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Sahvir Wheeler announces return to Kentucky for senior season

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Wheeler aims to lead the SEC in assists for the third-straight season.

Sahvir Wheeler Drew Brown - Sea of Blue

As expected, the Kentucky Wildcats have their floor general back for the 2022-2023 season.

On Sunday, Sahvir Wheeler announced that he’ll be returning to Lexington for another ride. He joins Oscar Tshiebwe, Daimion Collins and CJ Fredrick as Wildcats to publicly announce their return for next season.

Lance Ware and Jacob Toppin are also expected to return.

Wheeler had an up-and-down year after transferring from Georgia but showed spurts of brilliance while running point for Hall of Fame coach John Calipari.

In fact, Wheeler led the SEC in assists for the second year in a row. His 6.4 dimes per game were by far the most in the conference. The next closest player was Georgia’s Aaron Cook, who averaged just 5.4.

Despite being new to an offensive system, battling multiple concussions and a wrist injury, Wheeler still managed to be a full 1.5 assist better than any other guard in the entire league.

On the year, Wheeler averaged 10.1 points 6.4 points and 2.6 rebounds per game.

At one point, it seemed as if he’d perfected that left-handed scoop shot in such a way that it had become indefensible. There were many head-scratching, frustrating segments of the year for Wheeler as well.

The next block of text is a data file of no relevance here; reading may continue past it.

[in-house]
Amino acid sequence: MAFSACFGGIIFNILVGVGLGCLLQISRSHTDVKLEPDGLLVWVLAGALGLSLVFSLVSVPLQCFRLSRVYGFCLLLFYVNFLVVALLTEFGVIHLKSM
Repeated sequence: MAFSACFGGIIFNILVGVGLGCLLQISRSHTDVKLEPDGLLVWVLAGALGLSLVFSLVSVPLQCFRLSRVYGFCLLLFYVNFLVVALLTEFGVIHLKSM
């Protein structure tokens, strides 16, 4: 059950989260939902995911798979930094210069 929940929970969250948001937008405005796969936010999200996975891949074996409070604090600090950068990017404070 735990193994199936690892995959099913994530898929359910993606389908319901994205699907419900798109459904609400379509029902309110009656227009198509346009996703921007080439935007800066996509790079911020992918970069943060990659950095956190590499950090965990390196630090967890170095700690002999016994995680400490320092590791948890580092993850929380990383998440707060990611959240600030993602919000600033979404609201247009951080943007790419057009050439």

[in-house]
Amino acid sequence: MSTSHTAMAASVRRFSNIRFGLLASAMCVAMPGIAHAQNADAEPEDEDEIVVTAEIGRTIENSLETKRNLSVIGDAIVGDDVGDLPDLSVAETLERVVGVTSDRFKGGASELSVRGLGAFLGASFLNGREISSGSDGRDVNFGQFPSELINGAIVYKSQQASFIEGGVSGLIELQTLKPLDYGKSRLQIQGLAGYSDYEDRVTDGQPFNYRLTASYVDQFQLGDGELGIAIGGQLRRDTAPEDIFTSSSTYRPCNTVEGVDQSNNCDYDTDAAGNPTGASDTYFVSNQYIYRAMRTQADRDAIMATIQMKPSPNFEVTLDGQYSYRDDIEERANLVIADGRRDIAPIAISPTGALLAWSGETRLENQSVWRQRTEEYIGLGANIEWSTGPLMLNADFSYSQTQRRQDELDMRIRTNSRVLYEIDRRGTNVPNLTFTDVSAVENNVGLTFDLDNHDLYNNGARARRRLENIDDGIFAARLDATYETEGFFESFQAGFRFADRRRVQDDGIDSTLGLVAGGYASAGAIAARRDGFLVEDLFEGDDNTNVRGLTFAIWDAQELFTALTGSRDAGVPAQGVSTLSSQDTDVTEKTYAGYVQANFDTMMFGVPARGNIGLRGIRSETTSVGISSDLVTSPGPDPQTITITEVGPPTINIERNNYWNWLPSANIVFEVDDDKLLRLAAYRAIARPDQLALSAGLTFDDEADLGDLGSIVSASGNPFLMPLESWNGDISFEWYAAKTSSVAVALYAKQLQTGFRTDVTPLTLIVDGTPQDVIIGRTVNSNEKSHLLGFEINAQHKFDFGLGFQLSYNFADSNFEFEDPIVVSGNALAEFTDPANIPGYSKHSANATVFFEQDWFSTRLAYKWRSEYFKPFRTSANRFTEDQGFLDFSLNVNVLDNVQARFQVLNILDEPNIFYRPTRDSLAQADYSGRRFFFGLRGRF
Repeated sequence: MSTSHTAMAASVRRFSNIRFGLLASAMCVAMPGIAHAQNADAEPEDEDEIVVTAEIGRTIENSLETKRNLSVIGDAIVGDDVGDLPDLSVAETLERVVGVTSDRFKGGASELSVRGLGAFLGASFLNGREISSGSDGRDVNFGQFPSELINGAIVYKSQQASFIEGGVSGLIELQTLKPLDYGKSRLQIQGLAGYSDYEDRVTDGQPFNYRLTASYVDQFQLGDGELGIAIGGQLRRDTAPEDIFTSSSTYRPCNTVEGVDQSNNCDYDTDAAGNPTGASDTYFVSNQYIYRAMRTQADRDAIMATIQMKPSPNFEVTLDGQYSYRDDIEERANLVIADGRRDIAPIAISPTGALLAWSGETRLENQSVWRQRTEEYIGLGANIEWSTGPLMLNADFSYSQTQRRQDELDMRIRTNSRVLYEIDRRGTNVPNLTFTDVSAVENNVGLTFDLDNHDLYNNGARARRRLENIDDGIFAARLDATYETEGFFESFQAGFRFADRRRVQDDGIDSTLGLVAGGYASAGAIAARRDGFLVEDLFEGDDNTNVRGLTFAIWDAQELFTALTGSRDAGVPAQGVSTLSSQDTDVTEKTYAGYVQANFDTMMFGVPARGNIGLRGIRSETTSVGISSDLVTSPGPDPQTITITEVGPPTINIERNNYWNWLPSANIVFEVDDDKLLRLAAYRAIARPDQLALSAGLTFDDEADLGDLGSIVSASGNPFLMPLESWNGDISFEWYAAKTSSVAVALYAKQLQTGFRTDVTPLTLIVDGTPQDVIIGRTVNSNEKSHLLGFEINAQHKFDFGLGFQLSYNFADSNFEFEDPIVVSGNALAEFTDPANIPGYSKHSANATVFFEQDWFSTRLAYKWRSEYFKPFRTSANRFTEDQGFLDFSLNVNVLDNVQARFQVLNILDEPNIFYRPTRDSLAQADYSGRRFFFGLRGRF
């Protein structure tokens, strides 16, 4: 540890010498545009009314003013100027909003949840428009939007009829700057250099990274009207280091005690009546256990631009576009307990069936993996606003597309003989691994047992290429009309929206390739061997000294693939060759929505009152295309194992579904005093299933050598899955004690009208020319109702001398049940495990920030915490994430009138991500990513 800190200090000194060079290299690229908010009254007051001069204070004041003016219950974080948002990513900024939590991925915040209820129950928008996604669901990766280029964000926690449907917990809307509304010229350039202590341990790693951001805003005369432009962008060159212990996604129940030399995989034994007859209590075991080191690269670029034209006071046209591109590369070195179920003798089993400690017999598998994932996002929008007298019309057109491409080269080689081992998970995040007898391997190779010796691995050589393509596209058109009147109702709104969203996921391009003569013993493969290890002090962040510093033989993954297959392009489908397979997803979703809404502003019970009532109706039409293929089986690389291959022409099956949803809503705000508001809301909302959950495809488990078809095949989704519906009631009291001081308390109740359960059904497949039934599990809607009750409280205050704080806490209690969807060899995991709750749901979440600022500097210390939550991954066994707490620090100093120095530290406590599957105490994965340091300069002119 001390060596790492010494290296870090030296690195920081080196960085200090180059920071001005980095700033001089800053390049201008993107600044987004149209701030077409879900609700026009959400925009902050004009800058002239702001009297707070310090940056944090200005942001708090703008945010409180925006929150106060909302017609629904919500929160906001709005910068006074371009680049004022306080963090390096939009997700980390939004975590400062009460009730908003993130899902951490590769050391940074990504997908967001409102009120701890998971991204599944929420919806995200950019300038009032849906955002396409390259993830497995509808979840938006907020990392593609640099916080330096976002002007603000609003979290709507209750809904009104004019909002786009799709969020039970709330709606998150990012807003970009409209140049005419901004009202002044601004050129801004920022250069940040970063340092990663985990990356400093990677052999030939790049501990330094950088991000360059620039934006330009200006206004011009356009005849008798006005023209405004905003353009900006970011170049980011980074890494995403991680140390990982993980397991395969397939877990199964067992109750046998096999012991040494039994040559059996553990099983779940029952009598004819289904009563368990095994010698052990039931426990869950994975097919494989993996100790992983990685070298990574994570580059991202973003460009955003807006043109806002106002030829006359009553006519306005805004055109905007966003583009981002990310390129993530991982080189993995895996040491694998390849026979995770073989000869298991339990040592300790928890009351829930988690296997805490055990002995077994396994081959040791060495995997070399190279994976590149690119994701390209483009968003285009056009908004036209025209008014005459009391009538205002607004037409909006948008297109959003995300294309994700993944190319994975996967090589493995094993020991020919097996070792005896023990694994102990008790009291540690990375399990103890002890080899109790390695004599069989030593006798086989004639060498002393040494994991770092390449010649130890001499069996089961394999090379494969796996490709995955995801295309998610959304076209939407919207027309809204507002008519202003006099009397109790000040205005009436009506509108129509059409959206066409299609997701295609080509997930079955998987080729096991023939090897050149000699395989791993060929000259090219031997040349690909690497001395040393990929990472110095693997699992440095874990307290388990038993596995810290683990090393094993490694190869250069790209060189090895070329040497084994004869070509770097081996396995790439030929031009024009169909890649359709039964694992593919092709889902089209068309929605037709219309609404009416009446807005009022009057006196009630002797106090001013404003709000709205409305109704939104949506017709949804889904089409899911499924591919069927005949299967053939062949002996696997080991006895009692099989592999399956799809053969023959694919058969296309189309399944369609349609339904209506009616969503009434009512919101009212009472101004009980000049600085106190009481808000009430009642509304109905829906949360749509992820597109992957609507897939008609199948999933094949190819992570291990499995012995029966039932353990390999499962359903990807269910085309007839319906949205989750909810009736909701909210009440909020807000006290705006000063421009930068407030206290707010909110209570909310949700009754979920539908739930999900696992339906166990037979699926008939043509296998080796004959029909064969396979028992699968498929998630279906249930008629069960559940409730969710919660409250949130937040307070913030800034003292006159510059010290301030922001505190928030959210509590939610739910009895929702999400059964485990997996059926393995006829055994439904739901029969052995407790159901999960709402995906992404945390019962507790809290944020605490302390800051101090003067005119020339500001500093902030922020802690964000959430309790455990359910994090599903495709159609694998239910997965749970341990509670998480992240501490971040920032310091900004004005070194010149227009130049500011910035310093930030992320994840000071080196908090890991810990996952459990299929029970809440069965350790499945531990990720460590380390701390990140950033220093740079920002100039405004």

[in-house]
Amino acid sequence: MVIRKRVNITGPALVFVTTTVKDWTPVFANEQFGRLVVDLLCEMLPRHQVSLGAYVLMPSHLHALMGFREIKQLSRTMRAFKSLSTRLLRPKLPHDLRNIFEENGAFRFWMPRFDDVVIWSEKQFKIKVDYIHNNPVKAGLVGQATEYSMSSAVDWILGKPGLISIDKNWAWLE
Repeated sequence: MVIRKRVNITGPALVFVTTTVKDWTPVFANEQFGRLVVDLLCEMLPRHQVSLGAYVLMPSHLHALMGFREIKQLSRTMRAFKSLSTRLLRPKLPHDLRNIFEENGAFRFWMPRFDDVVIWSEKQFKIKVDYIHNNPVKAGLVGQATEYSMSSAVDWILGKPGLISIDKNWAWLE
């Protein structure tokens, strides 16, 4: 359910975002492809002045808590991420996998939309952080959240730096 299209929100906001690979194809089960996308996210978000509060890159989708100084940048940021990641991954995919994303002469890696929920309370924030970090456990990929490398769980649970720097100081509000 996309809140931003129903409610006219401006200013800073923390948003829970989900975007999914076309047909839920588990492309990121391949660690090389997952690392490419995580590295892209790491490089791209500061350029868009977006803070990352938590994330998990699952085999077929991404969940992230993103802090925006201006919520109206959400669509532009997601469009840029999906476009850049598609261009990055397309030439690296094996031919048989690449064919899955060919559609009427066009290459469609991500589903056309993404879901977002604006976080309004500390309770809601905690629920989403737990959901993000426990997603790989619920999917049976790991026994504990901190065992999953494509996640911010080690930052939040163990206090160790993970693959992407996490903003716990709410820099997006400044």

If you follow my work, then you know I have been, and still am, a huge fan of what Sahvir Wheeler can do for his team on a basketball court.

Not only does he push the pace on offense, he’s also a relentless defender who never lets up, not even an inch. I’ve seen him mentally dismantle timid guards with his non-stop ball pressure and pit bull mentality.

Ok, before you say it, I’ll say it.

The turnovers and poor decision-making have to improve this upcoming season.

Sahvir Wheeler turned the ball over 91 times last season.

Eliminating poor fundamentals such as jump passes will go a long way in correcting some of his turnover woes.

But at the same time, you absolutely have to let Sahvir be Sahvir and do what he’s best at — knifing through a defense and getting open looks for his teammates.

It’ll be interesting to see how long of a leash Calipari will give his point guard this season after playing Wheeler over 31 minutes per game a season ago.

It obviously ended ugly, but you can’t ignore all of the positives that Wheeler provided for a team that went 26-8 and was widely regarded as a frontrunner for a Final Four berth before the NCAA Tournament began.

Expect Year 2 of Sahvir Wheeler to be even better as the first.

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